The researchers found it would take just under 400 days for a 30-year-old male astronaut to reach the maximum radiation dose, and just under 300 days for a 30-year-old female astronaut to reach the same dosage during the last solar minimum. If solar activity continues to decrease, causing cosmic radiation levels to increase, those numbers could drop to less than 320 days for a 30-year-old man and less than 240 days for a 30-year-old woman in four to six years, according to the new study. These numbers will vary with both the age of the astronauts and the sun’s activity level, the study notes.
Schwadron and his colleagues were motivated to examine the implications of weak solar behavior on human space exploration after solar physicists started raising the possibility that the current solar cycle – the weakest 11-year cycle in more than 80 years – could be part of a long-term trend of declining solar activity.
During the 2009 solar minimum, the sunspot number went down to its lowest level in 100 years, and the magnetic field was the weakest that it had been in the space era, according to Mewaldt.
Now the sun is entering what many are calling the “mini-maximum”, anticipated to be the smallest solar maximum that modern scientists have ever directly observed, according to Schwadron.
“Over time, it’s become increasingly clear that the space environment is not returning to normal,” Schwadron said. “There’s been a sustained change in the way the sun is behaving.”
Extended periods of below-normal solar activity have occurred in the past, most notably during the 80-year Maunder minimum, which began in the mid-1600s and was marked by a near total absence of sunspots.
Schwadron cautioned that the projections outlined in the new study are tentative, and they are not definitive forecasts of how long future space flights should last. But they do demonstrate how the changing solar environment could impact space travel.
“[This research] is helping us,” Schwadron said, “to prepare for and plan for human exploration in the future.”
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“Does the worsening galactic cosmic radiation environment observed by CRaTER preclude future manned deep-space exploration?”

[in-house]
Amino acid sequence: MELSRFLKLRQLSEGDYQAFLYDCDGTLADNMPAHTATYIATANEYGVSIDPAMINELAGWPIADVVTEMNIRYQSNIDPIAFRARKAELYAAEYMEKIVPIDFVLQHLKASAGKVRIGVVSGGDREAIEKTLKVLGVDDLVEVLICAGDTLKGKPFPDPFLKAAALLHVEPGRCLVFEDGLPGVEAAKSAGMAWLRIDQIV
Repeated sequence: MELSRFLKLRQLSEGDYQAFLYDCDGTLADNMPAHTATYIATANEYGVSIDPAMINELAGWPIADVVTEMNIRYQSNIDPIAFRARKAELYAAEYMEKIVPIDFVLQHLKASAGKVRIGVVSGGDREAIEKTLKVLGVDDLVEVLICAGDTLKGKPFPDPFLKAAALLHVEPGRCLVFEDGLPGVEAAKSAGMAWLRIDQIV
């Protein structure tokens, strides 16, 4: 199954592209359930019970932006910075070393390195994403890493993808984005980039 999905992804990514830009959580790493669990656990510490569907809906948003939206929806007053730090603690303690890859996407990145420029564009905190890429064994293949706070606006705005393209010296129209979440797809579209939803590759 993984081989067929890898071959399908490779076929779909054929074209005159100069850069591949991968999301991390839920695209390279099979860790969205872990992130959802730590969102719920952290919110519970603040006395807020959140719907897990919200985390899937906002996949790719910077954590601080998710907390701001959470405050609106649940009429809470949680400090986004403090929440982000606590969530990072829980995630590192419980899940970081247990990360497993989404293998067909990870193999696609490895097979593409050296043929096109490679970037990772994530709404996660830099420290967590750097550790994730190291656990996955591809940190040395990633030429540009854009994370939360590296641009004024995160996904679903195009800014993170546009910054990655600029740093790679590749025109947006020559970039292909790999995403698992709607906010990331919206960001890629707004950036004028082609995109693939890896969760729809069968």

Nathan Schwadron: University of New Hampshire, Space Science Center, Durham, NH, USA;
J. B. Blake: The Aerospace Corporation, El Segundo, CA, USA;
A. W. Case: High Energy Astrophysics division, Harvard Smithsonian Center for Astrophysics, Cambridge, MA, USA;
C. Joyce: University of New Hampshire, Space Science Center, Durham, NH, USA;
J. Kasper: High Energy Astrophysics division, Harvard Smithsonian Center for Astrophysics, Cambridge, MA, USA; Department of Atmospheric, Oceanic and Space Sciences, University of Michigan, Ann Arbor, MI, USA;
J. Mazur: The Aerospace Corporation, El Segundo, CA, USA;
N. Petro: Goddard Space Flight Center, Greenbelt, MD, USA;
M. Quinn: University of New Hampshire, Space Science Center, Durham, NH, USA;
J. A. Porter: Dept of Nuclear Engineering, University of Tennessee, Knoxville, TN, USA;
C. Smith, S. Smith, and H. E. Spence: University of New Hampshire, Space Science Center, Durham, NH, USA;
L. W. Townsend: Dept of Nuclear Engineering, University of Tennessee, Knoxville, TN, USA;
R. Turner: Analytic Services Inc, Arlington, VA, USA;
C. Zeitlin: Southwest Research Institute, Earth Oceans and Space Science, University of New Hampshire, Durham, NH, USA.
Contact information for the authors:
Nathan Schwadron: +1 (603) 862-3451; firstname.lastname@example.org